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Historic Uses of Architectural Copper

Copper has had a long and storied history in the architectural business. For many years, architectural copper was revered as durable, weather resistant and aesthetically pleasing compared to other traditional materials. Today, copper continues to be a prime choice for construction projects in many significant building restoration and renovation projects for ornamentation and practical purposes.

Ancient History

Some of the earliest examples of architectural copper appear to be in ancient chapels and monuments. Copper is a relatively lightweight material that could be formed, textured, and rolled into a variety of shapes to fit different needs. Copper graced the doorways and chapels of many cathedrals for thousands of years, standing up to harsh weather conditions and providing an artistic framework for depicting biblical scenes.

Modern Uses

Today, architectural copper remains a frequent choice for builders and interior designers. As a roofing material, copper can be used to create many different visual effects, replicating Spanish roofing tiles or even creating visually pleasing domes and accents to an otherwise unadorned roof. Copper now comes in a variety of color options as well with modern alloy technologies to create a broader range of product options.

Copper is also growing in prevalence for indoor applications like textured counter tops, designer walls and waterfalls, and other exotic uses. Artists take advantage of the softer, malleable properties inherent to copper construction materials and use it to create beautiful pieces of artwork with an upscale feel.

Benefits of Copper

After thousands of years, some characteristics of architectural copper stand out from other building materials on the market. Copper is highly resistant to extreme weather conditions and is rust resistant. It also provides little ground for harmful bacteria and spores to breed, so it provides and antimicrobial surface indoors, and a mold resistant barrier as a roofing option. It is significantly lower maintenance than other construction materials and is relatively light weight when compared to asphalt shingles or clay tiles. Plus it provides great ventilation and insulation against heat and light, reflecting harmful rays away from the building and lowering power bills.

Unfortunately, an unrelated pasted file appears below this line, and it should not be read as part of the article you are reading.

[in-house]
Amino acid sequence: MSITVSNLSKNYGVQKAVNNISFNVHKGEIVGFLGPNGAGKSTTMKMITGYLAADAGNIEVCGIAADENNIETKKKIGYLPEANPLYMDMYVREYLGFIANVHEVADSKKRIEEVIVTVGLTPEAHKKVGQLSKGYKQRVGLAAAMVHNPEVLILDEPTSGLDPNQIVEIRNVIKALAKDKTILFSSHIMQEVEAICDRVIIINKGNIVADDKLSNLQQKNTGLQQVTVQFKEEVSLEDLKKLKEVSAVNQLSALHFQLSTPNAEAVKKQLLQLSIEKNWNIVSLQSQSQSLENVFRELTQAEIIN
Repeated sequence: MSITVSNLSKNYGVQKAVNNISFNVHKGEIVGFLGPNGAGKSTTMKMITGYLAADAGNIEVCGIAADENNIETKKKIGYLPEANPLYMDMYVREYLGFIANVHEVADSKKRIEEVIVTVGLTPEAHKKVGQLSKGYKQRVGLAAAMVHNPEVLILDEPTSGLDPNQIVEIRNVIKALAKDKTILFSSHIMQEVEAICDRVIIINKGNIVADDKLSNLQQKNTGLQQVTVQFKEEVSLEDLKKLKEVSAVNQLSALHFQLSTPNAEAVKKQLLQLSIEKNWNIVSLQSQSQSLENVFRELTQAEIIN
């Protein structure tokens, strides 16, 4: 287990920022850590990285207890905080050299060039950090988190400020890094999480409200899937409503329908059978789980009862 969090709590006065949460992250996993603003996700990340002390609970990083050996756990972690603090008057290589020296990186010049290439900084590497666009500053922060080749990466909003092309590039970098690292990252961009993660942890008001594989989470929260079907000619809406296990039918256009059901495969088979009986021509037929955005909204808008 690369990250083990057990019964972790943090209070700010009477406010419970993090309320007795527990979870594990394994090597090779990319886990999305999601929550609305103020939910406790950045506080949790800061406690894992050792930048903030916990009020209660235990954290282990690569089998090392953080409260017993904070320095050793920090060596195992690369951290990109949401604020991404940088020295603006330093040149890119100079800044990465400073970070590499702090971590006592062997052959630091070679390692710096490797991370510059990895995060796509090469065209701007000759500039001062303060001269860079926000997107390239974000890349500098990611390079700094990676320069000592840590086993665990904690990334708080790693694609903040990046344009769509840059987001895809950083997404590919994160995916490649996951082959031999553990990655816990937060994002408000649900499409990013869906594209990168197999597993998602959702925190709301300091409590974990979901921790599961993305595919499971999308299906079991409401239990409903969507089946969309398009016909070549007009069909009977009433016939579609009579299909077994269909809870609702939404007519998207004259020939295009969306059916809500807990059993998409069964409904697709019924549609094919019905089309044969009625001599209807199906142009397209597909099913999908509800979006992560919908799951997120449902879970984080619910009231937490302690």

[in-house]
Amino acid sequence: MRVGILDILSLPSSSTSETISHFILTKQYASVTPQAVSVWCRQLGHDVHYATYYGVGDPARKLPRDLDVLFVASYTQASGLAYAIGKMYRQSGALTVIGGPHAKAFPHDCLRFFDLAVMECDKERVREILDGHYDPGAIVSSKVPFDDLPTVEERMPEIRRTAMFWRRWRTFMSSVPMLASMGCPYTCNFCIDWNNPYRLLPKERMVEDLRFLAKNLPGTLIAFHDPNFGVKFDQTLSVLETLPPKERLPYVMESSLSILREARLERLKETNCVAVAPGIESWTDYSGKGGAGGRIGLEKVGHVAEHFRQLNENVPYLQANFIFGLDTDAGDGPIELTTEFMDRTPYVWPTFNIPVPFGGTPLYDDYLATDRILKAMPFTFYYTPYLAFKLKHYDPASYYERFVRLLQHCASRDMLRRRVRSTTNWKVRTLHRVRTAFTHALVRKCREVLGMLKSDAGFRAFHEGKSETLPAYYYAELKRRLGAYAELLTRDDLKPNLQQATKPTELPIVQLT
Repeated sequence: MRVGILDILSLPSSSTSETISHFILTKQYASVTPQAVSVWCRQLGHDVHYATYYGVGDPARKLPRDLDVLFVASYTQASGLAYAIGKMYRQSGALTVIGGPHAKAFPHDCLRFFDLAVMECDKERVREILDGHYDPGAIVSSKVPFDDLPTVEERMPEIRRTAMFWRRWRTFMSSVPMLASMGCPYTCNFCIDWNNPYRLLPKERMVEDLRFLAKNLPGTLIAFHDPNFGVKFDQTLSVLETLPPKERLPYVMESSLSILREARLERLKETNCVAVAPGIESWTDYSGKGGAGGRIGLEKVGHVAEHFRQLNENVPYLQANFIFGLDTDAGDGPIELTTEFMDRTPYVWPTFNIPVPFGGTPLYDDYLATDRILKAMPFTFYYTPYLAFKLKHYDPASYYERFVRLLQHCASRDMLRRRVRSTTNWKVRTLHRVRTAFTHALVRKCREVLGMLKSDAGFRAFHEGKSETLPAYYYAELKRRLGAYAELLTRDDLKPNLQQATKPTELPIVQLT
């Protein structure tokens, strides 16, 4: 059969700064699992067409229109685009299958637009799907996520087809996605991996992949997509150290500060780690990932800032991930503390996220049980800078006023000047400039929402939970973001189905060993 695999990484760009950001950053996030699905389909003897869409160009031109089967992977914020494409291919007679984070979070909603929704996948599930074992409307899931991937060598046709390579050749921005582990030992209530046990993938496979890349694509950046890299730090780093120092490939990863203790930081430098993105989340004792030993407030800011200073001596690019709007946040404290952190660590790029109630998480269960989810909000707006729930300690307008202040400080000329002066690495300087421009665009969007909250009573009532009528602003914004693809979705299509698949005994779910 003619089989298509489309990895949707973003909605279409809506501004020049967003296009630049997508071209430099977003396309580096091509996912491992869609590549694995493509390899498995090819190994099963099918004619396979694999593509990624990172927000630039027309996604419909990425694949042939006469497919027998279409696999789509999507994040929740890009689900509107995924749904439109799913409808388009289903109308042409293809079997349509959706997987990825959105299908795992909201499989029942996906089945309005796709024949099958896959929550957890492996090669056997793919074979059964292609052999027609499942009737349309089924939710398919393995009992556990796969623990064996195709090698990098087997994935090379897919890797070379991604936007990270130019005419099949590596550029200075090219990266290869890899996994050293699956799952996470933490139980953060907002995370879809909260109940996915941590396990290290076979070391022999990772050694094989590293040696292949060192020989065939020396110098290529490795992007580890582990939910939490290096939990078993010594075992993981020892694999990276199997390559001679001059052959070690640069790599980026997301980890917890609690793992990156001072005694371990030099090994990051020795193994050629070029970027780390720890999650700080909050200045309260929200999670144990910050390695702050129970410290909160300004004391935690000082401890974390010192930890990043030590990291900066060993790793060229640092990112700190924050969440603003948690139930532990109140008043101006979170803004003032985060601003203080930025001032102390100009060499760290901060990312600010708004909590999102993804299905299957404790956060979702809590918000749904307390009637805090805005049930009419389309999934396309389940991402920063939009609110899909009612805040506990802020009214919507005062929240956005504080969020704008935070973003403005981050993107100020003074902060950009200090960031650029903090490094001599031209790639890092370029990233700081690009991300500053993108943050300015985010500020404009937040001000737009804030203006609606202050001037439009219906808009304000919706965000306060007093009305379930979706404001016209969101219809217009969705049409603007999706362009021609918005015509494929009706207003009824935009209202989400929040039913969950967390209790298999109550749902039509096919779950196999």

Today, copper is widely available as a way of adding elegance and functionality to any major renovation or restoration project. Whether it is a major government building or a traditional worship space that needs to be brought back to life, copper can be used for decoration and design. The wide range of colors and the absolute flexibility of copper as a building material means that it can be used for nearly any application with the help of a skilled sheet metal worker.

For more information about using architectural copper in your next reconstruction project, contact Heather & Little today. We have a team of highly experienced builders ready to help you choose the copper solution that will fit your building perfectly for years to come.

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